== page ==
August 30, 2018: The Harvest Moon;
As the seasons turn…(coming September 24th).
By Mark Narwa.
Earlier generations gave the full moon of each calendar month a name based on the behavior of plants, animals and the weather, according to that particular month. This allowed them to keep track of the passing year and to set schedules for hunting, planting and harvesting. Some examples would include the Strawberry Moon given to the full moon of June, the Wolf Moon of January, the Flower Moon of May, and the Hunter’s Moon of October.
The full moon of September is called the Harvest Moon. It attained this name from the farmers in the northern hemisphere. In the shorter daylight hours of the autumn, before artificial lighting existed, farmers needed light to gather in their crops. For several evenings, the full moon near the autumn equinox would rise in the eastern sky soon after sunset. This provided an abundance of bright moonlight in the evening, thus illuminating the fields, which helped the farmers harvest their crops.
In the northern hemisphere, the Harvest Moon is the full moon closest to the autumn equinox. The autumn equinox is one of the times in the year when the sun crosses the equator, causing day and night to be of equal length. This usually occurs between September 21 and 23, which also marks the first day of autumn in the northern hemisphere.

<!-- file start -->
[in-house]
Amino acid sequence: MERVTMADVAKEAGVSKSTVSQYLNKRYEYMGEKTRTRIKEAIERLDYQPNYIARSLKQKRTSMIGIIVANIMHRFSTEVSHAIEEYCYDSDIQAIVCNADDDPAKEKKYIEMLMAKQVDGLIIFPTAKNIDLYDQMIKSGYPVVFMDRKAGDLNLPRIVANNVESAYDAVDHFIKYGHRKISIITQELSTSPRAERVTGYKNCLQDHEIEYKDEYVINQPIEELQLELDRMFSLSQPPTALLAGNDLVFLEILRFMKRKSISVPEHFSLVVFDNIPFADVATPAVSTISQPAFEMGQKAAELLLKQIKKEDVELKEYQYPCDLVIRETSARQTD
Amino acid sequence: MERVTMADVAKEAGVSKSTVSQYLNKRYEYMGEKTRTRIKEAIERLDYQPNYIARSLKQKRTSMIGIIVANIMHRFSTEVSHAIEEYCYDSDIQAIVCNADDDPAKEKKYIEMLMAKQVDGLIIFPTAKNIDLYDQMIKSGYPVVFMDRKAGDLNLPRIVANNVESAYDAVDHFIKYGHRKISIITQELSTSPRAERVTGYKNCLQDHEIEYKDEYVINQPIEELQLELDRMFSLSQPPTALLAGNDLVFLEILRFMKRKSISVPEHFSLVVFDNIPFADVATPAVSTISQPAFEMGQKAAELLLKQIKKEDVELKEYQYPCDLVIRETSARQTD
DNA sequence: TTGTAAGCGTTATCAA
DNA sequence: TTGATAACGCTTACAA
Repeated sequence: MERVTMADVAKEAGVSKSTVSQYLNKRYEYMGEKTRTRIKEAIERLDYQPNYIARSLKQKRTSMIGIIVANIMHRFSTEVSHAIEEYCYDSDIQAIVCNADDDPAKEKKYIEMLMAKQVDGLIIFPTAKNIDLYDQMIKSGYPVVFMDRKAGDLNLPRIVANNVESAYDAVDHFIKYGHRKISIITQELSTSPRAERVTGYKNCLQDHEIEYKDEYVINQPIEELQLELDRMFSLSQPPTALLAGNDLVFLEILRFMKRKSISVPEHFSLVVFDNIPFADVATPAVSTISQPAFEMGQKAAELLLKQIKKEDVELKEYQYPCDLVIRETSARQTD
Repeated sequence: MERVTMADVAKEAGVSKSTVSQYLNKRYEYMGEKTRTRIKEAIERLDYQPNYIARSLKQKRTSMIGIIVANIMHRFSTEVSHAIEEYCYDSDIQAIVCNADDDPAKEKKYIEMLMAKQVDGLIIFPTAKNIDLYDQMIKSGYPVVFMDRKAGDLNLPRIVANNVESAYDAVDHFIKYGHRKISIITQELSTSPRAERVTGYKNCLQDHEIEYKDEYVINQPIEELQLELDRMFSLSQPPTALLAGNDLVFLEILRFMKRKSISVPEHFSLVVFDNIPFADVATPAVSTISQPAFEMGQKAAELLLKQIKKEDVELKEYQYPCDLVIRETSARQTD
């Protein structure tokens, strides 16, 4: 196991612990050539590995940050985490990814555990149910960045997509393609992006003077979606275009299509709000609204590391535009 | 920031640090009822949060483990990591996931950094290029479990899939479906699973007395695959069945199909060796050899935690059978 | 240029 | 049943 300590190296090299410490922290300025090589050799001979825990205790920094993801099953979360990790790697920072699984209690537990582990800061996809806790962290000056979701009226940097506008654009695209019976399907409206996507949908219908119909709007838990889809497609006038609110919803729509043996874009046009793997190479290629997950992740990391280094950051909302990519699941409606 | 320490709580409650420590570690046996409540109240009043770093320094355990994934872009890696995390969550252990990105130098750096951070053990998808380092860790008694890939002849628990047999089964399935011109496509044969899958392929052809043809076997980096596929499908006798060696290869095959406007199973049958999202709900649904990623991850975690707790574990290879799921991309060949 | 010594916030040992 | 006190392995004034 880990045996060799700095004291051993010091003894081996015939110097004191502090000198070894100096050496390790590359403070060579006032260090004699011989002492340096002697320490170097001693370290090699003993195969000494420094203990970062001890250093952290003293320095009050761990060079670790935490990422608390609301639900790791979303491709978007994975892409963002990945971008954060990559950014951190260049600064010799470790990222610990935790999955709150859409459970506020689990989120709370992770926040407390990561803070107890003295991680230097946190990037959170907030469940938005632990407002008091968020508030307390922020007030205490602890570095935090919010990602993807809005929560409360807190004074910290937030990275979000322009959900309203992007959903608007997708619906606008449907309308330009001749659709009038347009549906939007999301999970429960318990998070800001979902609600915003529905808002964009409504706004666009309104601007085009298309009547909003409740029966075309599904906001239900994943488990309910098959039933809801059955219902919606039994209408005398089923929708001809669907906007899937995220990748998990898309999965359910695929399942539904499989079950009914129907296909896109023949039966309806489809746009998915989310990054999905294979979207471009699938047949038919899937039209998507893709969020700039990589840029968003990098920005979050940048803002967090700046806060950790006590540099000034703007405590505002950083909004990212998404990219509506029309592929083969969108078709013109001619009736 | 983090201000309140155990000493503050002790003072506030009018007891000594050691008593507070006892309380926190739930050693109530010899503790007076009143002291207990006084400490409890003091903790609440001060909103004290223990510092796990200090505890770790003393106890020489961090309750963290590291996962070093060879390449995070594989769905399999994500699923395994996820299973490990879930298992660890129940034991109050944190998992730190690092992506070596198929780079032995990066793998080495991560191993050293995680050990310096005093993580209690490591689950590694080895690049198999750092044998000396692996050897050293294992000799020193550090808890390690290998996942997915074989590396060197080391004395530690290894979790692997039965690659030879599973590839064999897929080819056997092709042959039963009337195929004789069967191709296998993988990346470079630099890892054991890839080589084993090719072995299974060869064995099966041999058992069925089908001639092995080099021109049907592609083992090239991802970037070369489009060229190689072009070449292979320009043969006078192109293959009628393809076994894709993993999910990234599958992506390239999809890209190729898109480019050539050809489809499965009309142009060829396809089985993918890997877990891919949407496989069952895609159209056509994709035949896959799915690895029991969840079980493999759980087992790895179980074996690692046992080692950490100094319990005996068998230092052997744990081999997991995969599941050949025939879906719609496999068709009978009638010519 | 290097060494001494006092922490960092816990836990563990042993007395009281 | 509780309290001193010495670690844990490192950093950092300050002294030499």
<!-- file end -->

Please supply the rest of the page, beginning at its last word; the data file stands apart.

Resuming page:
Depending on the year, the Harvest Moon can occur anywhere from two weeks before to two weeks after the autumn equinox. This is because a lunar year is 11 days shorter than a solar year (354 vs 365) making the full moon come 11 days earlier in the month each year. This causes the September full moon to be closer to the beginning of the month, making the October full moon closer to the beginning of October. About every three years, this makes the October full moon the Harvest Moon because of the number of days closer to the autumn equinox than the September full moon.
What sets the Harvest Moon apart from other full moons is that throughout the year, the moon rises on average 50 minutes later each day. At the autumn equinox, the full moon rises about 30 minutes later each day. The full (Harvest) moon rises at sunset and then very close to sunset for the next 4 nights, making it almost appear as if there are full moons several nights in a row.
As with every full moon near the horizon, the Harvest Moon will appear larger than normal and a bright orange colour for several days.
This year, the Harvest Moon is September 24 at 10:52 pm, just two days after the autumn equinox.